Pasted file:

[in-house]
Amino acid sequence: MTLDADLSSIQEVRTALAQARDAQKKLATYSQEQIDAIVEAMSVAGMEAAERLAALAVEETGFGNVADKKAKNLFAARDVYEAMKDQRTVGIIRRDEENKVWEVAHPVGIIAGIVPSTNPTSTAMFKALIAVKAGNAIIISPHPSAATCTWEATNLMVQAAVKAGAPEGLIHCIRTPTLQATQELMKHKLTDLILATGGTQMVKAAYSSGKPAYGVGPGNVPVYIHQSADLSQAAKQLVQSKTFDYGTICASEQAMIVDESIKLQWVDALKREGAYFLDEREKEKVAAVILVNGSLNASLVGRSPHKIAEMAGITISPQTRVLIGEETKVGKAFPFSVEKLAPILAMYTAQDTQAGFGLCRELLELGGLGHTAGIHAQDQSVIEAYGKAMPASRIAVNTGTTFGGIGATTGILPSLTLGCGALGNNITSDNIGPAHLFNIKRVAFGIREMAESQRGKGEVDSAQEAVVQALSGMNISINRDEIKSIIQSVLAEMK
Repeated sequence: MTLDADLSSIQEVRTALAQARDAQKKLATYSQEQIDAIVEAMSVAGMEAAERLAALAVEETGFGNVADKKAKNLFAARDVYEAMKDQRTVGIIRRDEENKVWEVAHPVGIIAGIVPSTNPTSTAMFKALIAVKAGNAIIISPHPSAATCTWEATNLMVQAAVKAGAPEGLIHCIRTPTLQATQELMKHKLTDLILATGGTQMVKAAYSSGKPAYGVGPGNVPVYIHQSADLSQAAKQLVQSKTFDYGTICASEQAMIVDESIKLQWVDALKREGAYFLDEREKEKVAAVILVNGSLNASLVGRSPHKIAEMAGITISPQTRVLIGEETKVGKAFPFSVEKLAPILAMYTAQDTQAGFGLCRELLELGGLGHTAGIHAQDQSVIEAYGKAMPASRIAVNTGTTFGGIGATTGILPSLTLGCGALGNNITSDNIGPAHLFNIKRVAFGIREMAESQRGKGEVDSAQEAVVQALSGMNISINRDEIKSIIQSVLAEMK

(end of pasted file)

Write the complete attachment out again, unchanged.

[in-house]
Amino acid sequence: MTLDADLSSIQEVRTALAQARDAQKKLATYSQEQIDAIVEAMSVAGMEAAERLAALAVEETGFGNVADKKAKNLFAARDVYEAMKDQRTVGIIRRDEENKVWEVAHPVGIIAGIVPSTNPTSTAMFKALIAVKAGNAIIISPHPSAATCTWEATNLMVQAAVKAGAPEGLIHCIRTPTLQATQELMKHKLTDLILATGGTQMVKAAYSSGKPAYGVGPGNVPVYIHQSADLSQAAKQLVQSKTFDYGTICASEQAMIVDESIKLQWVDALKREGAYFLDEREKEKVAAVILVNGSLNASLVGRSPHKIAEMAGITISPQTRVLIGEETKVGKAFPFSVEKLAPILAMYTAQDTQAGFGLCRELLELGGLGHTAGIHAQDQSVIEAYGKAMPASRIAVNTGTTFGGIGATTGILPSLTLGCGALGNNITSDNIGPAHLFNIKRVAFGIREMAESQRGKGEVDSAQEAVVQALSGMNISINRDEIKSIIQSVLAEMK
Repeated sequence: MTLDADLSSIQEVRTALAQARDAQKKLATYSQEQIDAIVEAMSVAGMEAAERLAALAVEETGFGNVADKKAKNLFAARDVYEAMKDQRTVGIIRRDEENKVWEVAHPVGIIAGIVPSTNPTSTAMFKALIAVKAGNAIIISPHPSAATCTWEATNLMVQAAVKAGAPEGLIHCIRTPTLQATQELMKHKLTDLILATGGTQMVKAAYSSGKPAYGVGPGNVPVYIHQSADLSQAAKQLVQSKTFDYGTICASEQAMIVDESIKLQWVDALKREGAYFLDEREKEKVAAVILVNGSLNASLVGRSPHKIAEMAGITISPQTRVLIGEETKVGKAFPFSVEKLAPILAMYTAQDTQAGFGLCRELLELGGLGHTAGIHAQDQSVIEAYGKAMPASRIAVNTGTTFGGIGATTGILPSLTLGCGALGNNITSDNIGPAHLFNIKRVAFGIREMAESQRGKGEVDSAQEAVVQALSGMNISINRDEIKSIIQSVLAEMK